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Microsoft and Activision Blizzard: The complete timeline

From inception to lawsuits - how has the biggest deal in gaming history progressed?
Microsoft and Activision Blizzard: The complete timeline

Microsoft’s ongoing attempt to acquire Activision Blizzard is a story that has captured the interest of the entire industry. Whether you’re for or against the deal, it’s hard to deny that it has massive implications for just about every sector of gaming, from mobile to console to cloud gaming. It’s a deal that’s faced scrutiny from competitors and legislators alike, and although the companies have slowly but surely inched closer to finalising the deal, it’s still possible that it could be abandoned - and the implications of either outcome has massive implications for the industry.

So how did we get here and, perhaps more importantly, where are we going next?

#1: October 2023

Following the receipt of the CMA's provisional acceptance, Microsoft announced on October 6 that it hoped to close the deal as early as October 13.

The 13th proved to be a significant date indeed, with the CMA finally granting the deal its approval, having considered its implications on the wider gaming industry. While the deal has yet to be officially closed at the time of writing, it now seems more of a formality than anything else.

However, one barrier remains, at least in theory - the FTC is still in the process of appealing the 9th Circuit Court's decision to deny its injunction to block the deal, with plans to resume its case three weeks after receiving a decision. Should Microsoft and Activision Blizzard close the deal prior to this, the FTC would be in a tricky situation, as it's significantly harder to undo a deal than block its completion in the first place.

#2: September 2023

September proved to be yet another quiet month on the Acquiblizz front, with Microsoft and Activision Blizzard seemingly moving at a leisurely pace. There was one big piece of news, but it was a significant one: namely that the CMA had offered the deal its provisional approval. With the deal's longest-standing barrier seemingly lifting, it seemed only a matter of time until the companies reached the finish line.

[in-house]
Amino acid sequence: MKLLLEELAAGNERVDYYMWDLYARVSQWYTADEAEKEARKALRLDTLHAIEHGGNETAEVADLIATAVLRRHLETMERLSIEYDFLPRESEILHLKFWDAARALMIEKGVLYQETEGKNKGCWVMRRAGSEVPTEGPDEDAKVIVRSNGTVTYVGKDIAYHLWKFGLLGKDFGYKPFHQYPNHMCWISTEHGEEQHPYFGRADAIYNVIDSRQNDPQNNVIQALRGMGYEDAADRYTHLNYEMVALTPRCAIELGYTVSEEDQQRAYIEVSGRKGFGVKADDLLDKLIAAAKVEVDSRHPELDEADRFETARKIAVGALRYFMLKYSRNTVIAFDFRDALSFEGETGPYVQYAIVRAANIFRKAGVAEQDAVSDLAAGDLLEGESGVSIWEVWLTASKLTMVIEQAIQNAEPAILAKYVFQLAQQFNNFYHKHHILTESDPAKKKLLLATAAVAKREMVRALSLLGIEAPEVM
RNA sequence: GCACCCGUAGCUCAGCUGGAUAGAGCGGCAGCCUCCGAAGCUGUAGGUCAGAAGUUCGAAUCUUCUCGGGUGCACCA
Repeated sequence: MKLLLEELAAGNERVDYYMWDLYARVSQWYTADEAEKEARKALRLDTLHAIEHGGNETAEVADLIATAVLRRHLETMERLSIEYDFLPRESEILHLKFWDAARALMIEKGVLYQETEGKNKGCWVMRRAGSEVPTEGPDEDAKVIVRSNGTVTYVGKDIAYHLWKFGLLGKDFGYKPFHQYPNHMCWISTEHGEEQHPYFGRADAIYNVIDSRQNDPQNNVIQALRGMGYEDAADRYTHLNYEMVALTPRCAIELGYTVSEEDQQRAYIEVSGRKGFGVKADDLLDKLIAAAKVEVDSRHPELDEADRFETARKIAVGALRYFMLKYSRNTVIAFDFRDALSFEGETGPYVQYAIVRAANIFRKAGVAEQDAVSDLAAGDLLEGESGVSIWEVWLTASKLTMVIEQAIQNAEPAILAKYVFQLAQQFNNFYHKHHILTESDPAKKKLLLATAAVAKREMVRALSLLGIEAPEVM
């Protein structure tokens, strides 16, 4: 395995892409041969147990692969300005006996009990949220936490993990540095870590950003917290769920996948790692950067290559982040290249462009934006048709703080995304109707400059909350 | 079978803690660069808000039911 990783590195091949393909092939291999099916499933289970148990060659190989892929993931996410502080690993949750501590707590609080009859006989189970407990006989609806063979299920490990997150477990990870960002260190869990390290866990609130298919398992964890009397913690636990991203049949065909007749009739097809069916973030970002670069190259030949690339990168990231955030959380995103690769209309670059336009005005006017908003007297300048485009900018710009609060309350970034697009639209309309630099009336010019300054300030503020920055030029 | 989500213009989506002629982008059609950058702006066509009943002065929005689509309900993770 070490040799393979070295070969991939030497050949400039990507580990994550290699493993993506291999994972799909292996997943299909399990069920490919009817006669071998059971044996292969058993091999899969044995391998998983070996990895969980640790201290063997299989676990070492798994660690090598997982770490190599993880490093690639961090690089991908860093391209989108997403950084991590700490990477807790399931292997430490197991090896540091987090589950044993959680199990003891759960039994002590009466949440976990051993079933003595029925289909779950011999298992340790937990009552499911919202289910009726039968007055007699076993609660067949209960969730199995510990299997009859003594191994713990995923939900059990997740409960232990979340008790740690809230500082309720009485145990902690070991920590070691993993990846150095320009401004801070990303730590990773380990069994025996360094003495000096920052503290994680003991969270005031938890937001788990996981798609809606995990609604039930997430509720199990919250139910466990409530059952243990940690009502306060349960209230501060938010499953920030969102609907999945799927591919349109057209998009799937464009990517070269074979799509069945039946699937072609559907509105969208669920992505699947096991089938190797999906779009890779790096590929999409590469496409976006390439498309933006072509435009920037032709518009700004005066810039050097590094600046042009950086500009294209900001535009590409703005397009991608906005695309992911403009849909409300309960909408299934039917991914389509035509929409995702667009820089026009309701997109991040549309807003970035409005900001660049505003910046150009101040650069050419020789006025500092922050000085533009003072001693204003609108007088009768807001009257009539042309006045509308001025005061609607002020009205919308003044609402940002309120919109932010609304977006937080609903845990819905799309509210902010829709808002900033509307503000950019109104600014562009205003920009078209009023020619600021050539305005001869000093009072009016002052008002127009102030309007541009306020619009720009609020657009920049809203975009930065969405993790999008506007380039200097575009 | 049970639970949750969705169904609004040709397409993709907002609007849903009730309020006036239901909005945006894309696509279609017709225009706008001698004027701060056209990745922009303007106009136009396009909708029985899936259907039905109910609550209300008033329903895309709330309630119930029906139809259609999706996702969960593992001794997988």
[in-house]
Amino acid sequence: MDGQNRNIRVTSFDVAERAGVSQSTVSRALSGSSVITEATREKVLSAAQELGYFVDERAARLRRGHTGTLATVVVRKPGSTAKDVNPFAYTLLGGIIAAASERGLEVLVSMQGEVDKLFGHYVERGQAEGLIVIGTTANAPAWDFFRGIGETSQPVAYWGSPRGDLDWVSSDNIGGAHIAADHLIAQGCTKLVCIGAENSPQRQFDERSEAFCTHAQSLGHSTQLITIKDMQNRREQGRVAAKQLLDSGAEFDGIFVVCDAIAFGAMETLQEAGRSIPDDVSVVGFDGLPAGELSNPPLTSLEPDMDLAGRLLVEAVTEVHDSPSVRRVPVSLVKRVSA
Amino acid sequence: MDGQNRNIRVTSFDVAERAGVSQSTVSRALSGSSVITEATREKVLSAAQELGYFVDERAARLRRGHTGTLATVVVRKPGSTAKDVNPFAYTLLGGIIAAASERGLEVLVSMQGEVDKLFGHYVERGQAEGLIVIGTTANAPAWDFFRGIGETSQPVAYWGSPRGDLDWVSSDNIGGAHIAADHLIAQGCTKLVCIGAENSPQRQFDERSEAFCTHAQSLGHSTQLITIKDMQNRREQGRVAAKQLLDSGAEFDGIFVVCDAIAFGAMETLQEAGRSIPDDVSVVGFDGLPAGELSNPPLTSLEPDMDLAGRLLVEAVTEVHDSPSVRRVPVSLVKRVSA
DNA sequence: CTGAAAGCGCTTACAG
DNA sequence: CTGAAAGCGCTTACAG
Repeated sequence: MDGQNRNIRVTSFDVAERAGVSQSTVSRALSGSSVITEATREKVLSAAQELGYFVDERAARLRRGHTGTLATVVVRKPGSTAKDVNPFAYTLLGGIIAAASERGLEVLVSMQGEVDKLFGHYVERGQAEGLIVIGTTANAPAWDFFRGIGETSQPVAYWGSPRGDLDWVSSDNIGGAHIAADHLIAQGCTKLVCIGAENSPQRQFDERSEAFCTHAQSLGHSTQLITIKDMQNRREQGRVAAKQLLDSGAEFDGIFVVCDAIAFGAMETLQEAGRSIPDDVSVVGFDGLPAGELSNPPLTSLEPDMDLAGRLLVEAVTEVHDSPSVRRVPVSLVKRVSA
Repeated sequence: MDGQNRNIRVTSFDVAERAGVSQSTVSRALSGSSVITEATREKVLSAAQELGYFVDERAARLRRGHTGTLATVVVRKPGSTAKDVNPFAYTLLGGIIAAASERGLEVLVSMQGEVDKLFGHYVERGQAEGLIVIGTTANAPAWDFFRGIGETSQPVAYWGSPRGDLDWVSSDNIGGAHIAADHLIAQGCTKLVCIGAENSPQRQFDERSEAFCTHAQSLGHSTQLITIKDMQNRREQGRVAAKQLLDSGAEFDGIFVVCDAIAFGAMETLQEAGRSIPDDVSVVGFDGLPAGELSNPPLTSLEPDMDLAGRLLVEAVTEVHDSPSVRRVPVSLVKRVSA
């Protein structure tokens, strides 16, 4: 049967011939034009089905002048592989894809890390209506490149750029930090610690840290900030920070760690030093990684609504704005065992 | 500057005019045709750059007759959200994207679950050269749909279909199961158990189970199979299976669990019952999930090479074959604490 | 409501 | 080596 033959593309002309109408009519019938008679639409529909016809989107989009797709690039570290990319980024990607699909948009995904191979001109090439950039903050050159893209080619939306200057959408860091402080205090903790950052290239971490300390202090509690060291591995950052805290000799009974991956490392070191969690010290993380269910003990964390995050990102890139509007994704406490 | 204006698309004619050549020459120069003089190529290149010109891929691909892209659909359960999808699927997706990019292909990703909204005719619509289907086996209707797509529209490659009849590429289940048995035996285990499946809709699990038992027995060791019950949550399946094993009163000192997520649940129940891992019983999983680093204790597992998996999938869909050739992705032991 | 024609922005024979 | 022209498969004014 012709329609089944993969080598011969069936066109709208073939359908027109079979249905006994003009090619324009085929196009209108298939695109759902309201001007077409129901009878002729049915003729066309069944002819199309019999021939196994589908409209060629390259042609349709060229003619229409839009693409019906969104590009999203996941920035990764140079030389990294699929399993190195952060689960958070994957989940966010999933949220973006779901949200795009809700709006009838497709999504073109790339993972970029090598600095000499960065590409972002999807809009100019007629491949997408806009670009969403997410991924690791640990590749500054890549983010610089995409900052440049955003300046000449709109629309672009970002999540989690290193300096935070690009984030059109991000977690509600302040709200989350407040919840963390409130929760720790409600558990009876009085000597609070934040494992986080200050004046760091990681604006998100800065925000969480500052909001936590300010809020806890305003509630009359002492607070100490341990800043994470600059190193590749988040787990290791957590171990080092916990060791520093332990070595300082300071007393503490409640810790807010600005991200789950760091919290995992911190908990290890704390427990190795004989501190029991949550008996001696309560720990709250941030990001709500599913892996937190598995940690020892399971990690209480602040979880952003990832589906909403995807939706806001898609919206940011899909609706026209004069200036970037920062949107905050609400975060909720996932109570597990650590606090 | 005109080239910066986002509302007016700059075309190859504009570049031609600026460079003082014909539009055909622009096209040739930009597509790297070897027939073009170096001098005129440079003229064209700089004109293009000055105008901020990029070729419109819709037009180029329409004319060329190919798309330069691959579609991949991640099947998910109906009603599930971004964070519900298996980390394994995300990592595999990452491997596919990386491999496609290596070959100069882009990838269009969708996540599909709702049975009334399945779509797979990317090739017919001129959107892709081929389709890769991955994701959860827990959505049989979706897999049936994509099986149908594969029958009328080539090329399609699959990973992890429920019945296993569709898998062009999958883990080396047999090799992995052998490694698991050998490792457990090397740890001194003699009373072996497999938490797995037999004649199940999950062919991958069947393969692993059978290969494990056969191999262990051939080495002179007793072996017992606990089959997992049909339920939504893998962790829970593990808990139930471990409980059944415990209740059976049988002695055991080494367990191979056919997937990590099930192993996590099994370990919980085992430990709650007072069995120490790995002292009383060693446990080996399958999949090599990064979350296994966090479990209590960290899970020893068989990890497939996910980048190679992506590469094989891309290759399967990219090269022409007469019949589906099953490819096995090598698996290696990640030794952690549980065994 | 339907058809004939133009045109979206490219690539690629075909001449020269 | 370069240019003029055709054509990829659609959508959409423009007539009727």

#3: August 2023

In the latest sign of the deal approaching completion, New Zealand became the latest country to approve the acquisition on August 8.

#4: July 2023

With the contractual deadline fast approaching, July proved to be a significant month for the deal, with a California judge denying the FTC’s preliminary injunction - a decision which prompted the FTC to launch its own appeal the next day - which it lost on July 17.

The judge’s move opened the door for Microsoft and Activision to close the deal ahead of the contractual deadline, although this in itself was a risky prospect - doing so would essentially be based on the assumption that Microsoft and Activision Blizzard would emerge victorious in its upcoming court cases with the CMA and FTC. While a speedy decision by the CMA could pave the way forward, this failed to happen.

The contractual deadline for the deal passed on July 18, with no movement in sight. As a result, Microsoft and Activision formally extended the deadline until October 18, two months after the court cases are due to be completed.

Highlighting their continued commitment to the deal, Microsoft and Activision agreed on a higher termination fee should either walk away from the table - while the original agreement of $3.5 billion is still the case should the deal be closed prior to August 29 - the day after its court case with the FTC, it will increase to $4.5 billion if it’s not finalised by September 15.